Opposition rises to Columneetza becoming a middle school

Opposition to Columneetza secondary becoming a middle school is rising from the ranks of teachers and parents.

The majority of Columneetza secondary teachers and parents are opposed to the School District 27 board’s decision to make that school a predominantly grades 7 to 9 campus, according to presentations made during a special open meeting of the School District 27 board Tuesday.

Backed up by several other teachers, Columneetza teachers Dave Corbett and Troy Johnston, and a representative from the Columneetza parent advisory council gave detailed presentations on the reasons for their position.

Earlier this month trustees confirmed their decision to make Williams Lake Secondary and Columneetza secondary schools one school on two campuses with Columneetza primarily a 7-9 campus and WLSS primarily a 10 to 12 campus.

After hearing the presentations from Columneetza representatives in the question period at the end of the meeting Tuesday, the trustees voted to issue a press release outlining the reasons for their decision.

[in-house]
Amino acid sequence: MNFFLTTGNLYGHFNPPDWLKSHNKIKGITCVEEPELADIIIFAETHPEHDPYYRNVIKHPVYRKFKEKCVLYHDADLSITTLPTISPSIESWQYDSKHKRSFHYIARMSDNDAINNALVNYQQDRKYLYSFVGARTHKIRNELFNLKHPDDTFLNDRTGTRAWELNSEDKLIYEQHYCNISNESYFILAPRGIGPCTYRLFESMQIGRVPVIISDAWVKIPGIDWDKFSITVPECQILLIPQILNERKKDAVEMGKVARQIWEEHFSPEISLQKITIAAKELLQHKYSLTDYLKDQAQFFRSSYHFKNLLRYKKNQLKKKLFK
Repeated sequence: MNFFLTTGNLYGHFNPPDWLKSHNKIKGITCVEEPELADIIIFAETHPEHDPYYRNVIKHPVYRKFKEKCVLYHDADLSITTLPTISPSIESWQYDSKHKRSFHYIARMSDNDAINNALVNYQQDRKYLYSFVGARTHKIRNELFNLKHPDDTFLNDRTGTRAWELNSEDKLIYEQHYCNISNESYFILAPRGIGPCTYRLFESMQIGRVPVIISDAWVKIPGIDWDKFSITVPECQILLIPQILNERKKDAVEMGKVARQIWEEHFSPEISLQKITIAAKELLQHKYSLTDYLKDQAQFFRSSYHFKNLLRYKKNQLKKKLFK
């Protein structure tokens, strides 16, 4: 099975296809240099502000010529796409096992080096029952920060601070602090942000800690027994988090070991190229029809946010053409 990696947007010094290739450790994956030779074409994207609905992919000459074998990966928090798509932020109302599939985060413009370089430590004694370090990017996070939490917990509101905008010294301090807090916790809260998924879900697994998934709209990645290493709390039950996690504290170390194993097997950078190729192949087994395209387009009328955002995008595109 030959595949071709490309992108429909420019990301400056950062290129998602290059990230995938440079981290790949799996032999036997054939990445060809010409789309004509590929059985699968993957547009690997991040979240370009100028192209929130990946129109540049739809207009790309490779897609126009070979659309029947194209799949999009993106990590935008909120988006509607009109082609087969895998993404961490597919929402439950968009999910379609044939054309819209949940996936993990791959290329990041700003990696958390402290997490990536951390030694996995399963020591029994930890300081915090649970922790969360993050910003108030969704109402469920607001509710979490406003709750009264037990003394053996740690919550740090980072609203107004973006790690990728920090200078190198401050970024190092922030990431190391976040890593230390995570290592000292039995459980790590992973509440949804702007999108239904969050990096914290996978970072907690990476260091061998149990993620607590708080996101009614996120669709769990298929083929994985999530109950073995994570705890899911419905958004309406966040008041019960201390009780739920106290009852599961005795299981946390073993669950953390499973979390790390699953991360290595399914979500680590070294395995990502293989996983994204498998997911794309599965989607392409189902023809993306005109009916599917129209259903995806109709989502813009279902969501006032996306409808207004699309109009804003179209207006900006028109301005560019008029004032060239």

During the meeting the Columneetza teachers noted that 50 people including parents and teachers had held a meeting recently and were in agreement that making Columneetza the junior campus would be counter productive.

Columneetza teacher Nara Riplinger also gave a short presentation. She noted that she didn’t attend the meeting at Columneetza. She said she supported the one school two campus model, but had hoped the trustees would keep both schools as grades 7 to 12 schools, rather than creating junior and senior campuses.

She said she was concerned about the negative impact the transition of moving from a junior campus to a senior campus would have on vulnerable students.

She also enjoyed being able to follow students through their high school careers.

The following are some of the concerns expressed by those opposing Columneetza becoming the predominantly 7 to 9 campus.

• Columneetza was built as a secondary school in 1967 and has a history of being the senior secondary school in Williams Lake.

• Since being replaced after a fire a few years ago the automotive/welding shop at Columneetza is one of the best in the province and is designed for senior trades courses.

• There is a strong programming link between Columneetza and Thompson Rivers University (across the street) and local businesses which promotes and provides trades training opportunities for senior secondary students. TRU has used the Columneetza facilities in the past and there is opportunity to do so in the future. Some Columneetza students also take some courses at TRU.

• Given the demand for skilled tradespeople in B.C. there is a fear that if students had to bus from WLSS to Columneetza for shop classes, enrolment in these trades classes would drop, along with the ability to offer more varied trades courses.